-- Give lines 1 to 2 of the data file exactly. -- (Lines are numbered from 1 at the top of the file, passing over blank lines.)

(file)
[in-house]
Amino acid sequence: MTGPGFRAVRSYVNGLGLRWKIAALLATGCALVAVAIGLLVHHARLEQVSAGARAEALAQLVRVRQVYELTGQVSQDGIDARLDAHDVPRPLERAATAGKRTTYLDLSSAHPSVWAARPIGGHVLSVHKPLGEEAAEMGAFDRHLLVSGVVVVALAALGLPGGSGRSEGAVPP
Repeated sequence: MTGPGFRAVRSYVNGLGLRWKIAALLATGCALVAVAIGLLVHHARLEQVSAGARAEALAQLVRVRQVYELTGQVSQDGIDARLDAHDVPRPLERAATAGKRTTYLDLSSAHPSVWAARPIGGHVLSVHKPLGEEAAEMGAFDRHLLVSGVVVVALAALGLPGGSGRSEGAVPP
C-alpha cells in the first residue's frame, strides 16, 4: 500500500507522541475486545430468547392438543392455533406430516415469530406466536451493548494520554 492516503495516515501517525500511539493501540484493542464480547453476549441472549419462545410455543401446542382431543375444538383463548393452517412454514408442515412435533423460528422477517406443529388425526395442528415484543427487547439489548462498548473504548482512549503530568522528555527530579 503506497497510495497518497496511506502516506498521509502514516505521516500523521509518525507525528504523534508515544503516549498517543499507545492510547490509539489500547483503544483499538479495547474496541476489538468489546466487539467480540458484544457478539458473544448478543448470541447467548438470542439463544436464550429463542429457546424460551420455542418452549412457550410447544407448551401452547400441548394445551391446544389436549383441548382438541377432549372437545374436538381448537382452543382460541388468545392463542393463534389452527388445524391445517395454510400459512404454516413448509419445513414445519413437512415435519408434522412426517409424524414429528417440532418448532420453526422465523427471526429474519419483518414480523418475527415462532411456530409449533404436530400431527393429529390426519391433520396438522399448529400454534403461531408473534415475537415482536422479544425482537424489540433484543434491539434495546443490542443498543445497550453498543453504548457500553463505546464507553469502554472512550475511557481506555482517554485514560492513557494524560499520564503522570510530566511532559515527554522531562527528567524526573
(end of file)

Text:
[in-house]
Amino acid sequence: MTGPGFRAVRSYVNGLGLRWKIAALLATGCALVAVAIGLLVHHARLEQVSAGARAEALAQLVRVRQVYELTGQVSQDGIDARLDAHDVPRPLERAATAGKRTTYLDLSSAHPSVWAARPIGGHVLSVHKPLGEEAAEMGAFDRHLLVSGVVVVALAALGLPGGSGRSEGAVPP